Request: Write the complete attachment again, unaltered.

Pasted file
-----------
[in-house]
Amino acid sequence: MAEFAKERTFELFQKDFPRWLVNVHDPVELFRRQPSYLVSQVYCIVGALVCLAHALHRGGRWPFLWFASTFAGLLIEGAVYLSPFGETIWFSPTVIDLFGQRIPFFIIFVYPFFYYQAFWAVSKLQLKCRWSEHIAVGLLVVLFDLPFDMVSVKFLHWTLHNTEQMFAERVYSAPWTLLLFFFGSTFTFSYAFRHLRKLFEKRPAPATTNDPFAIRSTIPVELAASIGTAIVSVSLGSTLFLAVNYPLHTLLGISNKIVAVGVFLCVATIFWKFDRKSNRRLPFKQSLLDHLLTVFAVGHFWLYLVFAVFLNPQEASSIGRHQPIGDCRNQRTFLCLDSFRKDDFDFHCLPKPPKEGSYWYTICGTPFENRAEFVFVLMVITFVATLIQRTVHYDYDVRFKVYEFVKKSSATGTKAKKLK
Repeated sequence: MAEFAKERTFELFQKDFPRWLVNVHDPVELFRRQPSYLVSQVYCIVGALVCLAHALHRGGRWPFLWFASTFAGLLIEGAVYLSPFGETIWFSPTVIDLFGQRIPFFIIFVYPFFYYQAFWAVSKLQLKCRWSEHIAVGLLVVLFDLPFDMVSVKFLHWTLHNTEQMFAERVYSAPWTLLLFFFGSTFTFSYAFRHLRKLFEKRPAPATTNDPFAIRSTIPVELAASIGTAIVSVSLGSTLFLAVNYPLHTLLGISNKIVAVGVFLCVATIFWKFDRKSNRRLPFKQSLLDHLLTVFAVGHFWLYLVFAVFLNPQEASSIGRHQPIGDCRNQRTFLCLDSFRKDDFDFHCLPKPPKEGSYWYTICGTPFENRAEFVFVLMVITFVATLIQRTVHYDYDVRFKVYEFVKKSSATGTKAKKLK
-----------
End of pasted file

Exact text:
[in-house]
Amino acid sequence: MAEFAKERTFELFQKDFPRWLVNVHDPVELFRRQPSYLVSQVYCIVGALVCLAHALHRGGRWPFLWFASTFAGLLIEGAVYLSPFGETIWFSPTVIDLFGQRIPFFIIFVYPFFYYQAFWAVSKLQLKCRWSEHIAVGLLVVLFDLPFDMVSVKFLHWTLHNTEQMFAERVYSAPWTLLLFFFGSTFTFSYAFRHLRKLFEKRPAPATTNDPFAIRSTIPVELAASIGTAIVSVSLGSTLFLAVNYPLHTLLGISNKIVAVGVFLCVATIFWKFDRKSNRRLPFKQSLLDHLLTVFAVGHFWLYLVFAVFLNPQEASSIGRHQPIGDCRNQRTFLCLDSFRKDDFDFHCLPKPPKEGSYWYTICGTPFENRAEFVFVLMVITFVATLIQRTVHYDYDVRFKVYEFVKKSSATGTKAKKLK
Repeated sequence: MAEFAKERTFELFQKDFPRWLVNVHDPVELFRRQPSYLVSQVYCIVGALVCLAHALHRGGRWPFLWFASTFAGLLIEGAVYLSPFGETIWFSPTVIDLFGQRIPFFIIFVYPFFYYQAFWAVSKLQLKCRWSEHIAVGLLVVLFDLPFDMVSVKFLHWTLHNTEQMFAERVYSAPWTLLLFFFGSTFTFSYAFRHLRKLFEKRPAPATTNDPFAIRSTIPVELAASIGTAIVSVSLGSTLFLAVNYPLHTLLGISNKIVAVGVFLCVATIFWKFDRKSNRRLPFKQSLLDHLLTVFAVGHFWLYLVFAVFLNPQEASSIGRHQPIGDCRNQRTFLCLDSFRKDDFDFHCLPKPPKEGSYWYTICGTPFENRAEFVFVLMVITFVATLIQRTVHYDYDVRFKVYEFVKKSSATGTKAKKLK